Wisconsin GOP Rep. Mike Gallagher said Saturday he will not seek reelection, making him the latest Republican to announce an exit from Congress as the House GOP looks to save its shrinking majority in November.

The announcement comes as Gallagher faces fierce criticism for bucking his own party to vote against impeaching Homeland Security Secretary Alejandro Mayorkas, with some Republican figures threatening to launch a primary against him.

“Electoral politics was never supposed to be a career and, trust me, Congress is no place to grow old,” Gallagher said in a statement. “And so, with a heavy heart, I have decided not to run for re-election.”

The Wisconsin Republican has stood by his decision to vote against impeaching Mayorkas and has criticized House GOP leadership for putting the consequential vote on the floor without knowing whether it would pass. The House is expected to hold another vote on impeaching Mayorkas as soon as next week, when Majority Leader Steve Scalise returns from receiving cancer treatments.

Saturday’s statement marks a reversal for Gallagher, 39, who announced last year that he would seek reelection to Wisconsin’s 8th Congressional District after opting against a Senate run in a blow to Republicans who thought he could flip a pivotal Senate seat in the battleground state.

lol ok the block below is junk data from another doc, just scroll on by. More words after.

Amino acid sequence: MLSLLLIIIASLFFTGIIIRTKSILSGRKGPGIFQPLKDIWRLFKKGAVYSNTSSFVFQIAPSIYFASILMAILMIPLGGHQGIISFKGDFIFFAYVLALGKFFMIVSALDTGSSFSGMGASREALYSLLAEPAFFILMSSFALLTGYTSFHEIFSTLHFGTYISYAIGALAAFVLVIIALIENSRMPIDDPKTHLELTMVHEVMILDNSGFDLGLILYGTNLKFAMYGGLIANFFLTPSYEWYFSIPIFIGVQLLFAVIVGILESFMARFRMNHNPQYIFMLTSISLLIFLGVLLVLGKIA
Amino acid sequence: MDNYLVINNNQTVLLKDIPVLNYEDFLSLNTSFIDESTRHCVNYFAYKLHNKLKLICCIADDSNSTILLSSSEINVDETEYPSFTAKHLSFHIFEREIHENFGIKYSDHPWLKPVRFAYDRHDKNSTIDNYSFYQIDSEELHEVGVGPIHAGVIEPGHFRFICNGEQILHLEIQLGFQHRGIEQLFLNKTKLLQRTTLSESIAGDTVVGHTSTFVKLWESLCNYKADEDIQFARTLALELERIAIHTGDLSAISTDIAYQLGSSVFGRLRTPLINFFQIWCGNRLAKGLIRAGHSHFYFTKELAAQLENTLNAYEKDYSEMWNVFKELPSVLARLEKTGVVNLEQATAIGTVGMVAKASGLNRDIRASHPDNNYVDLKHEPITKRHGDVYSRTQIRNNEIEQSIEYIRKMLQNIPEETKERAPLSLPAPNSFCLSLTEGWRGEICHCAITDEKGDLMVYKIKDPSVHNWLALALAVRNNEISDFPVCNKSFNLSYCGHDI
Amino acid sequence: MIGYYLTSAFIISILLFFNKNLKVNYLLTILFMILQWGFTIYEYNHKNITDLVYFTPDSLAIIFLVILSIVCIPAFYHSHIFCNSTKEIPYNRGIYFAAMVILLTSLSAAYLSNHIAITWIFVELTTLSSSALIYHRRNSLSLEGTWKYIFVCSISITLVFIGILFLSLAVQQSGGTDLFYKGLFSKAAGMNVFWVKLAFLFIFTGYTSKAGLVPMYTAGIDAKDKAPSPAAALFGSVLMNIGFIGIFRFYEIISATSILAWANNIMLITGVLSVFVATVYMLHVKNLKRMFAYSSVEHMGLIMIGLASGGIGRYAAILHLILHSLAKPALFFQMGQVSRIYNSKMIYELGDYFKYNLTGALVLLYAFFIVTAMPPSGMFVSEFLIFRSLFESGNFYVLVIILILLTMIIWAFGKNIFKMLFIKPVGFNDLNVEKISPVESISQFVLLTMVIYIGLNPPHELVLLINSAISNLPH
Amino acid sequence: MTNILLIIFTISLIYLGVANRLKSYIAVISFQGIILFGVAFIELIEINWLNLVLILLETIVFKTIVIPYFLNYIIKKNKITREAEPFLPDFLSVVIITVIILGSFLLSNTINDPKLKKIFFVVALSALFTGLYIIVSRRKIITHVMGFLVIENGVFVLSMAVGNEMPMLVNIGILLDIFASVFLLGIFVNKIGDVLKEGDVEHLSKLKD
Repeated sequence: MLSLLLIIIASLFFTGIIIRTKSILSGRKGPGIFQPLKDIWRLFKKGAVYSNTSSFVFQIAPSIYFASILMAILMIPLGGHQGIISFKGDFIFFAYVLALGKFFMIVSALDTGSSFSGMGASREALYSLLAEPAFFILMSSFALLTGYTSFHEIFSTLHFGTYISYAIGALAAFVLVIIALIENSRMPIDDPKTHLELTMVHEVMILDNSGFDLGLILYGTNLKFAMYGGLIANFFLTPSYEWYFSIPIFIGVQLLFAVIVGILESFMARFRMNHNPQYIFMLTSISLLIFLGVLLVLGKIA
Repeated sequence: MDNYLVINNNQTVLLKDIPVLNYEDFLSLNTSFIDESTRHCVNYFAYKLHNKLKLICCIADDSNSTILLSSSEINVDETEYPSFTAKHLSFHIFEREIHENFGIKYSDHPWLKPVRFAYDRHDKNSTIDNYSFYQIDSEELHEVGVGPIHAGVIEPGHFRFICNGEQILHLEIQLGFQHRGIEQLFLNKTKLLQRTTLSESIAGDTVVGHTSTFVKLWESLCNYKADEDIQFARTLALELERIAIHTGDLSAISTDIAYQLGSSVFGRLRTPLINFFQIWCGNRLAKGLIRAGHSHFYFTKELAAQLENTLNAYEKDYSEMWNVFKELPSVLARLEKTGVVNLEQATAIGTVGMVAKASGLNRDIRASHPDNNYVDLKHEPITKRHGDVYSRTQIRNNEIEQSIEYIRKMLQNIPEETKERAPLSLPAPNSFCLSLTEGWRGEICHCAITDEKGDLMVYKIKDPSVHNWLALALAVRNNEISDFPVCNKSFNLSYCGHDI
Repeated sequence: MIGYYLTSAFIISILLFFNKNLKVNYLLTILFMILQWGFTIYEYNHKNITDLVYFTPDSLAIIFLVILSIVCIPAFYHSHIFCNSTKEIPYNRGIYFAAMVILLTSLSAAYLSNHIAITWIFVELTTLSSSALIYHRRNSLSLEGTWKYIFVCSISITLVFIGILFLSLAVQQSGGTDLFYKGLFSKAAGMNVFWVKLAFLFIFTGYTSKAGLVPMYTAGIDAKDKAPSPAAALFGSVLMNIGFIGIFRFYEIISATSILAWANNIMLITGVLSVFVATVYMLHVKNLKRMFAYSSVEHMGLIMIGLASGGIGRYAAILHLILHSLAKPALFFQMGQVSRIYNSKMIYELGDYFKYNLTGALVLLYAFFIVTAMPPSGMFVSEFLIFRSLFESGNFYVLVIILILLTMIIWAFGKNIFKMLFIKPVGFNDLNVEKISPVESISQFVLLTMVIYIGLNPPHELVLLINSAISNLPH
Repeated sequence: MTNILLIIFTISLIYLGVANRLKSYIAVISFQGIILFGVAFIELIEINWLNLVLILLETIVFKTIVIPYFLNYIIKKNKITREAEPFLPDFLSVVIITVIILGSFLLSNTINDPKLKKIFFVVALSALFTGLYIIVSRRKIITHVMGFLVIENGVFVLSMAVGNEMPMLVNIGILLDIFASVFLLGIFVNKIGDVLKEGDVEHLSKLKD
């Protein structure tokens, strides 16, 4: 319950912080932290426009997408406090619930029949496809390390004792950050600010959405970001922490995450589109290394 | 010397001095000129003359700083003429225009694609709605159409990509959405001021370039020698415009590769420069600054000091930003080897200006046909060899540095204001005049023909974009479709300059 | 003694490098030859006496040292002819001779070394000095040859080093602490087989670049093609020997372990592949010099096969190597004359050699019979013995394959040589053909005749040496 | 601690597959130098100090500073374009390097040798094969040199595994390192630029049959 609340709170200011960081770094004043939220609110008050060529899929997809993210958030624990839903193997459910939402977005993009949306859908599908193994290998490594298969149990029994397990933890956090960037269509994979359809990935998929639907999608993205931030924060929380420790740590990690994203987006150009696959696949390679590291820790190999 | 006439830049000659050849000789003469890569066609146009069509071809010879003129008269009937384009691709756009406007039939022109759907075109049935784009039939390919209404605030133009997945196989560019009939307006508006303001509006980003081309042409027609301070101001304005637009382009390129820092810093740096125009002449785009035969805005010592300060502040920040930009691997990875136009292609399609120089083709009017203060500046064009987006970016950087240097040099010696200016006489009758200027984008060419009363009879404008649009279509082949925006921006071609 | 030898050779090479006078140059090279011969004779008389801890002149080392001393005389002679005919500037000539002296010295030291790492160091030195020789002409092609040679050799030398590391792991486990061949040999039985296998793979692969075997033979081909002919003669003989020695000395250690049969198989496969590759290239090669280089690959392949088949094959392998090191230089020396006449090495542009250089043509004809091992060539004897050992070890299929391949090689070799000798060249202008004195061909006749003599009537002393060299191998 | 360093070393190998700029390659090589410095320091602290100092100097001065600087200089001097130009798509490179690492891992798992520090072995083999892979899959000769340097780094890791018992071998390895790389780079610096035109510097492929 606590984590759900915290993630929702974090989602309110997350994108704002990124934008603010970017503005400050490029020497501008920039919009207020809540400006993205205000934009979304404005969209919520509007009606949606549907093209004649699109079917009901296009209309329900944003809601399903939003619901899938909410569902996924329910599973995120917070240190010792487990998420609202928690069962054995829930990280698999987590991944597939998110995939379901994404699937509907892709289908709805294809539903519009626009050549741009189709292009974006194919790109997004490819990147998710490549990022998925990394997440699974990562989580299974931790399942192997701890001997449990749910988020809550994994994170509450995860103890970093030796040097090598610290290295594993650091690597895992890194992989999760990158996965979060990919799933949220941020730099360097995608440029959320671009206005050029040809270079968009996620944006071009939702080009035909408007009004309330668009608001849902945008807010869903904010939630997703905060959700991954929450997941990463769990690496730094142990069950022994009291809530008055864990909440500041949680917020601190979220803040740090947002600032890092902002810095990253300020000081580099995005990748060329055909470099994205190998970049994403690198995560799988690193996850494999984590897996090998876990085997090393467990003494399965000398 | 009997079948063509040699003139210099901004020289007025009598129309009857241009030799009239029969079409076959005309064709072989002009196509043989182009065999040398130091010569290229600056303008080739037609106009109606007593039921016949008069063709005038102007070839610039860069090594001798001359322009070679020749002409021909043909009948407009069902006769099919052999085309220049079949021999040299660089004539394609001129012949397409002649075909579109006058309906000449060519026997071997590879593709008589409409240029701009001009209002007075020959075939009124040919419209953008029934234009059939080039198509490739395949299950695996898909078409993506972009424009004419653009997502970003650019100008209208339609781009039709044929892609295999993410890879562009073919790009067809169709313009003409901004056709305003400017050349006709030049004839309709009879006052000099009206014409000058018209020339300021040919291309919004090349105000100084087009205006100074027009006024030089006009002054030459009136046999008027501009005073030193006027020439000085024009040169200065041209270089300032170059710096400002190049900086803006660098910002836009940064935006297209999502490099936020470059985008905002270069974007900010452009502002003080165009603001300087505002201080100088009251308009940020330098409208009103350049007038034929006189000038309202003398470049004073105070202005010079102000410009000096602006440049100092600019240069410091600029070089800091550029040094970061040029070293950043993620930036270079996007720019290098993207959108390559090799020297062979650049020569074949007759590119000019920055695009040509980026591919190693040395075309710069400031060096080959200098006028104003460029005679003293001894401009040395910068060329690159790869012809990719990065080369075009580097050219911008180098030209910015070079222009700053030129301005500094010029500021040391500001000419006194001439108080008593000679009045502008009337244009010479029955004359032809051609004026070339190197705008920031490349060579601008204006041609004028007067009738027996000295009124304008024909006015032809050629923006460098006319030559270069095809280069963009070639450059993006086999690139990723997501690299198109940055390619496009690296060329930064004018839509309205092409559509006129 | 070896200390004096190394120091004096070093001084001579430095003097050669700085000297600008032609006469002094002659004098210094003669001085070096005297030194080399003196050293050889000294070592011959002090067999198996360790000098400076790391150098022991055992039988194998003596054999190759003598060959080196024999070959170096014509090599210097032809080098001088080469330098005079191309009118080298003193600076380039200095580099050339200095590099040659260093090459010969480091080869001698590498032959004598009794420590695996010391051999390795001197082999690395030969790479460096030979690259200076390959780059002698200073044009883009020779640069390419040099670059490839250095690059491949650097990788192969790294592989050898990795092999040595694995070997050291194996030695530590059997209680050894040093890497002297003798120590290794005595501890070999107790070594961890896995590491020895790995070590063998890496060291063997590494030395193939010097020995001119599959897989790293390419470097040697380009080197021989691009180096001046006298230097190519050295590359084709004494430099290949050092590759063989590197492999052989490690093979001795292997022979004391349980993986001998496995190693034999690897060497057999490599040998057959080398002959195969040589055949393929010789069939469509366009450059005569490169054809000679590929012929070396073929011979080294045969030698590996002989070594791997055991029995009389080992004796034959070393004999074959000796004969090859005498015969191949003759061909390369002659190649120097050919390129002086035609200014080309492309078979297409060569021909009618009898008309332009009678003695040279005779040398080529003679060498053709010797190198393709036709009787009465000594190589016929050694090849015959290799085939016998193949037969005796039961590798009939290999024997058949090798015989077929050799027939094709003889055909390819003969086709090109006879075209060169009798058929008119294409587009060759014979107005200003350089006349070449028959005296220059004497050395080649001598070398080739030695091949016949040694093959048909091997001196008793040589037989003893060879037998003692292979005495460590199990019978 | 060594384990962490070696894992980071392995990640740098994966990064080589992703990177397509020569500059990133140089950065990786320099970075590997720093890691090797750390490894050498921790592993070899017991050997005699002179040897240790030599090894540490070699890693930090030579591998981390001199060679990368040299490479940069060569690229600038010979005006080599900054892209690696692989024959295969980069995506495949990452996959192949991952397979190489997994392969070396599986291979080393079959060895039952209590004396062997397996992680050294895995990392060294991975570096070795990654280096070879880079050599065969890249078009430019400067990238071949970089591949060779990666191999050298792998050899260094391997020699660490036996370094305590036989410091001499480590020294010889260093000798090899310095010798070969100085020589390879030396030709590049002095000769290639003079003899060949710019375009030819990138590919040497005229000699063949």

Gallagher was first elected to the 8th Congressional District, which includes Green Bay, in 2016 and comfortably won his fourth term in 2022 with over 72% of the vote. Former President Donald Trump carried the solidly Republican district over Joe Biden by about 15 points in the 2020 presidential election.

Gallagher chairs the House Select Committee on China, which had become known for its bipartisan work. He is the latest committee chair to call it quits after House Energy and Commerce Chairwoman Cathy McMorris Rodgers of Washington announced Thursday that she would not seek reelection.

Over a dozen House Republicans have stated that they will leave Congress at the end of their term. House Republicans currently control 219 seats to Democrats’ 212, with four vacancies. Democrats need a net gain of five seats to win control of the House – which could shrink to four if they pick up expelled former Rep. George Santos’ vacant New York seat in Tuesday’s special election.

CNN’s Simone Pathe, Molly English Annie Grayer and Manu Raju contributed to this reporting.

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